TOKYO (Reuters) – Japan will extend tax cuts on luxury cars and seek to shift its savings to investment in an annual tax code overhaul approved by the bloc. – managed last Friday.

The government will also raise corporate, income and cigarette taxes to double Japan’s defense spending to 2% of gross domestic product (GDP) by 2027 – response on China and North Korea’s missile launches.

Below are the key changes under the revised tax code, which will take effect in the next fiscal year starting in April 2023, once approved by parliament.

MOBILE TAX

Japan will extend tax breaks on low-emission vehicles by the end of 2023, and will increase the level of emissions reductions required in several steps starting in 2024. its position until April 2026, will cover half of all news. car.

The government will also phase out gasoline-powered cars from 2025 with tax cuts given to the auto sector to help it overcome supply constraints.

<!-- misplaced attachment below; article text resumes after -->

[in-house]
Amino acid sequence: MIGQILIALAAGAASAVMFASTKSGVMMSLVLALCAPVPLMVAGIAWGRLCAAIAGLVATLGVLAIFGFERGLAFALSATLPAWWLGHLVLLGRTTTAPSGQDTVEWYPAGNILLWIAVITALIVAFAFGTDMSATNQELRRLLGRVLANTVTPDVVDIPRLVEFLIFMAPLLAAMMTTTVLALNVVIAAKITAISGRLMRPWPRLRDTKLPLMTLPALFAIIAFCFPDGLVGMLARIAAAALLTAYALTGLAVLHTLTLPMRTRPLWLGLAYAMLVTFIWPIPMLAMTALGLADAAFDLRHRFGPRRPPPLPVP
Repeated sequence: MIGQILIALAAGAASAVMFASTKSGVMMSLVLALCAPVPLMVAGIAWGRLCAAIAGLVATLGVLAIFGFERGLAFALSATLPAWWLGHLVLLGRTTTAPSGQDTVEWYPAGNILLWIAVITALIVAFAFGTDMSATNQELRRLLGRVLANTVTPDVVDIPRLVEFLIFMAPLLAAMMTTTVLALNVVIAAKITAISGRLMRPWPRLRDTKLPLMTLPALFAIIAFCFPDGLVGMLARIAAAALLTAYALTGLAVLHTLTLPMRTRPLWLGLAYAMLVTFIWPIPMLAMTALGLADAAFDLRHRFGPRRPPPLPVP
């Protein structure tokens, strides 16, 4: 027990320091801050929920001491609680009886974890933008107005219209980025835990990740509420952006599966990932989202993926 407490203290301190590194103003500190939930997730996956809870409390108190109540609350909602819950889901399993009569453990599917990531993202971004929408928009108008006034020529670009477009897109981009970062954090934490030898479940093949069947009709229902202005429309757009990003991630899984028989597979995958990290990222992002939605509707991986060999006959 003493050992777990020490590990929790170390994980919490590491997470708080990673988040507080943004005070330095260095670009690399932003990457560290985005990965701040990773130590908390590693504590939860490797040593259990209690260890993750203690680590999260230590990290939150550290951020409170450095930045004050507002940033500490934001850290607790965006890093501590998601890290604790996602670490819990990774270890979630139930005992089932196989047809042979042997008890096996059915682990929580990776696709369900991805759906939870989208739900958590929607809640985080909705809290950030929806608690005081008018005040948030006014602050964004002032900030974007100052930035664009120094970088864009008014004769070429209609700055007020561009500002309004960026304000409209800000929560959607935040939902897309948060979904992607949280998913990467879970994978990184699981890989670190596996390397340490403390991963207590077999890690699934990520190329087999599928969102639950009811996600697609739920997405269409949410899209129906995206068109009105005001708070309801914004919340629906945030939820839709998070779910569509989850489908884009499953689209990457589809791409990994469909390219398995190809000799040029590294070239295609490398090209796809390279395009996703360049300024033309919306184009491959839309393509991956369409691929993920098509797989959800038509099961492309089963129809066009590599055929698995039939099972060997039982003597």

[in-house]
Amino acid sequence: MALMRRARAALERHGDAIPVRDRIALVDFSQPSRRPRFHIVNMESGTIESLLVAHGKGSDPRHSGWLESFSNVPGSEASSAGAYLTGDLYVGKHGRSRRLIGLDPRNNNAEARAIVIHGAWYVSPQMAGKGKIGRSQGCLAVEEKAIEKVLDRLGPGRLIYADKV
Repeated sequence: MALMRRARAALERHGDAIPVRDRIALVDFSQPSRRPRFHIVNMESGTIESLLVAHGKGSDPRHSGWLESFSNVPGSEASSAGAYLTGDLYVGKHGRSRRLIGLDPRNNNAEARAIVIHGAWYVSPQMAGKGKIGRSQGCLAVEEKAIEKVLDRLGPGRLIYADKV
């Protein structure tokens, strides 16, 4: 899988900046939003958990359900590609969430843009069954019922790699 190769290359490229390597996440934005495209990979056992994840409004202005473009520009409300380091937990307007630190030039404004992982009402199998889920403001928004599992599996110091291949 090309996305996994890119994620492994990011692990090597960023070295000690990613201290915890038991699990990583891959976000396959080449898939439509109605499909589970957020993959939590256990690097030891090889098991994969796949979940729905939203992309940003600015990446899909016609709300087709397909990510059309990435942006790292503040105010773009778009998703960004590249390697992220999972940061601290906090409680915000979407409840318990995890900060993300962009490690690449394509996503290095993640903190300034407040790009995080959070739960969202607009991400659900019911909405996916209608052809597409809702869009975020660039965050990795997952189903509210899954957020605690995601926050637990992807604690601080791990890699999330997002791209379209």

‘NEW CAPITALISM’

Under a “new capitalism” initiative aimed at redistributing income, Prime Minister Fumio Kishida sought to shift Japan’s 2 quadrillion yen ($14.52 trillion) in real estate from the savings and for investments.

As part of this initiative, the government will implement a long-term program that provides discounts for household investments. In general, it will triple the limit on investments eligible for the tax break starting in 2024.

INCOME TAX

The profit tax rate is equal to the amount of income in Japan, unlike income tax, which is progressive.

In a symbolic effort to address income inequality, the government in 2025 will impose an additional tax on 200 to 300 people who earn more than 3 billion yen annually from investing in stocks and real estate.

Starting big

The Kishida administration emphasized the need to nurture startups that could boost Japan’s economic growth.

The government will extend tax breaks to retail investors when buying and selling stocks in start-up companies.

Profits from the sale of startup shares will be exempt from income tax if reinvested in other businesses.

($1 = 137.7800 yen)

(Reporting by Tetsushi Kajimoto; Editing by Edmund Klamann and Jacqueline Wong)



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